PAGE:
In 1861, in the midst of the ferment of approaching war, Loudoun County representatives voted 1,626 to 726 to support a motion of secession (Williams 1936:199). Within months, war had begun, and eastern Loudoun County found itself a border country at the mercy of both Union and Confederate troops who passed across the region alternately according to the fortunes of battle. Soldiers from both sides stripped the local farmers of horses, cattle, hogs, grain, and forage, so that one contemporary observer was able to say that the people of the County "... probably suffered more real hardships and deprivations than any other community of like size in the Southland ... Both armies, prompted either by fancied military necessity or malice, burned or confiscated valuable forage crops and other stores, and nearly every locality, at one time or another, witnessed depredation, robbery, murder, arson, and rapine" (Williams 1936:213). Loudoun County, especially the part west of Broad Run, was the home base of the famous Confederate cavalry raider, John S. Mosby, who did so much damage to Union stores, supply trains, scouting detachments, and rear-guard units that Major General Philip Sheridan was moved by sheer frustration to set the torch to all barns, mills, crops, forage, and subsistence over a large portion of western Loudoun, an act which has yet to be forgotten by some. The area around CountrySide witnessed its own part in these troubles; legend has it that Mosby stopped several times at "Pigeon Hill," the farmhouse then belonging to William Russell, that once stood near the Visitor's Center.

On March 31, 1863, Mosby's men were attacked at Miskell's Farm on Broad Run, just west of CountrySide, and defeated their attackers in a brisk engagement, killing or wounding twenty-five Union soldiers and capturing eighty-two. The Jenkins family, which owned several farmsteads in the area remembers the story of one of their ancestors pouring easily-available sugar over the top of a barrel of scarce salt, so that foragers would not discover the salt and take it away (Jenkins family, personal communication). The only organized troop movements involving CountrySide occurred in October of 1861, when the Union General McCall moved his troops up Route 7 from Dranesville to commence an artillery attack on Fort Evans, just east of Leesburg, in support of a Federal attack nearby on the Potomac at Ball's Bluff. McCall's forces were dispersed across the country between Route 7 and the Potomac; some elements probably moved up an old road that once passed across the lower part of CountrySide, past the Jenkins' farm. The attack ended in disaster for the Union forces, and McCall hastily retreated back to Dranesville. Both advance and retreat massed across CountrySide. The Jenkins family cemetery, overgrown but still standing in the woods just east of the landfill near CountrySide, contains the bodies of several unknown Union soldiers who were found floating in the Potomac after the defeat at Ball's Bluff.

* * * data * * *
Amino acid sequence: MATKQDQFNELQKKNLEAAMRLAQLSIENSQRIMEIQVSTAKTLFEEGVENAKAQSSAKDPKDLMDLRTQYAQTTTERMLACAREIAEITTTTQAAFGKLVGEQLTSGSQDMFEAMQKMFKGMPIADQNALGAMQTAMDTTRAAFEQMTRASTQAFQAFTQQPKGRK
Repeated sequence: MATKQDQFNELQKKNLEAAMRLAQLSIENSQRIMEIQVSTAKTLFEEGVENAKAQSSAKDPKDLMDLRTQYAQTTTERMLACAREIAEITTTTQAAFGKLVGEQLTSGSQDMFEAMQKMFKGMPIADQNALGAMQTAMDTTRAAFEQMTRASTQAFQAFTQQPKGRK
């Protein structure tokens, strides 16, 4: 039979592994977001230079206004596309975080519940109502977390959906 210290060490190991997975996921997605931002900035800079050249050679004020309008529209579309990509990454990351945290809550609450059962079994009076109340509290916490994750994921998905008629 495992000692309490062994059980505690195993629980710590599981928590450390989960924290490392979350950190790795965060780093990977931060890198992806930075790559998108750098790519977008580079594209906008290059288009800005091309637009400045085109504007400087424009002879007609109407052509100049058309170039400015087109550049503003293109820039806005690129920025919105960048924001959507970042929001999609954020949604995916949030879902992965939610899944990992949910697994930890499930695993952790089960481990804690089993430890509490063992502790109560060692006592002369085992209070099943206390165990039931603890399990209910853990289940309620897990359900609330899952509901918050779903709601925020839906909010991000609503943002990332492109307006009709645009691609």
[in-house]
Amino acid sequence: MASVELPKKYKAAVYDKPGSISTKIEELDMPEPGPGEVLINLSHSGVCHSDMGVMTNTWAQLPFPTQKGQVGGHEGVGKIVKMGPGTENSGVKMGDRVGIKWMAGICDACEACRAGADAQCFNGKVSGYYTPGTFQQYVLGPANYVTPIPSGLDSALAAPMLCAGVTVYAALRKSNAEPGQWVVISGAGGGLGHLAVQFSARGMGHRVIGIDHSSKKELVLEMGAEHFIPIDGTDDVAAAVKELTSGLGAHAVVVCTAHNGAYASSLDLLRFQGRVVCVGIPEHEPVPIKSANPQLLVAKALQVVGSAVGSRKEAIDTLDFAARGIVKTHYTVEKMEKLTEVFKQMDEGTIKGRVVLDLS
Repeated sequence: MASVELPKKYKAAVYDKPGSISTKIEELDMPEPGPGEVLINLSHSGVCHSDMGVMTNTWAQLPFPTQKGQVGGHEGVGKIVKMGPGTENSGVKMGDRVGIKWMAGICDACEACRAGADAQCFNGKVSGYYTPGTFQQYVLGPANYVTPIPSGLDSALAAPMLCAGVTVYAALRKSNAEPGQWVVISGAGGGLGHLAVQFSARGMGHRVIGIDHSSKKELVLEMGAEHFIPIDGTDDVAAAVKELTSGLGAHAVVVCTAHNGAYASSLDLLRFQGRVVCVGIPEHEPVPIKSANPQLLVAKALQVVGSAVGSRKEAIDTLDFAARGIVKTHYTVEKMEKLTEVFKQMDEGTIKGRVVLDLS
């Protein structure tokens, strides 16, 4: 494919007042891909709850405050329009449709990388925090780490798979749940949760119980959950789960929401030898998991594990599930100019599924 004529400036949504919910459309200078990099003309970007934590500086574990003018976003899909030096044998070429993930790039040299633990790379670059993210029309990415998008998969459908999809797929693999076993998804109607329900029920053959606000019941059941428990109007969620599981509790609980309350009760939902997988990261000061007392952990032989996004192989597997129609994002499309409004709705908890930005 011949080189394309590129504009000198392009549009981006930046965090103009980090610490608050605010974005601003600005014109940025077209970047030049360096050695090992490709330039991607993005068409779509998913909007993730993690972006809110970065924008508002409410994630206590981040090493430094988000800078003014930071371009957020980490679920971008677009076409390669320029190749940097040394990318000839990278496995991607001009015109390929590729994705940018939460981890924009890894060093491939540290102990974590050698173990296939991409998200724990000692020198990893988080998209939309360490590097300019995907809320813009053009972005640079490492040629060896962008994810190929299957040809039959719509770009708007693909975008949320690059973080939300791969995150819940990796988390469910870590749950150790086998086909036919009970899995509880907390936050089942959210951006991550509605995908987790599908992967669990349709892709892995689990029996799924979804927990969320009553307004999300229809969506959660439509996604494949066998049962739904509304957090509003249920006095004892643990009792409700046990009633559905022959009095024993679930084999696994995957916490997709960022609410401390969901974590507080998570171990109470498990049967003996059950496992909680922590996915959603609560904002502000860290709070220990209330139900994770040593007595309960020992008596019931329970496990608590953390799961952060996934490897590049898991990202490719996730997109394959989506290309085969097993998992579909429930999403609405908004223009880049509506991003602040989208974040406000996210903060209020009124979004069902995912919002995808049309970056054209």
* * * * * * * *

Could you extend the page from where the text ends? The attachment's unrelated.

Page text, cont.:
After the war, eastern Loudoun County returned to its traditional agrarian pursuits. A great deal of damage had been done, however, and it was several decades before the area returned to-the prosperous look it had enjoyed before the war. During the 1890's, there was a significant inflow of new residents, new money, and new determination, which resulted in the re-establishment of several of the large, old estates in the area. CountrySide remained a pocket of small farms and pastures, divided by boundary lines that had survived unchanged In some cases since the early 1700's. During Prohibition, the residents of the area supplemented their incomes with several stills hidden among the wood lots on the property. The 777 Stock Farm acquired much of the land on the CountrySide tract between 1955-1970, using it for the cultivation of feed corn. The Hartford Insurance Company then bought the property from 777 and several surviving small landholders, creating the CountrySide Planned Community.

It is worth noting that the CountrySide boundaries owe much of their shape to the early occupants of the area. The east-west line that separates the southern "dog-leg," (Pigeon Hill tract) from the larger northern portion of the property is the same boundary line that once separated the McCarty holdings from those of the Carter's. It was originally surveyed and laid out by one Nicholas Brent in 1709, when the area was still an untouched wilderness, and Captain Daniel McCarty was serving as Speaker of the House of Burgesses in distant Williamsburg. Through all the changes that have altered the face of the area in the succeeding years, that line and the historic sites described herein have survived.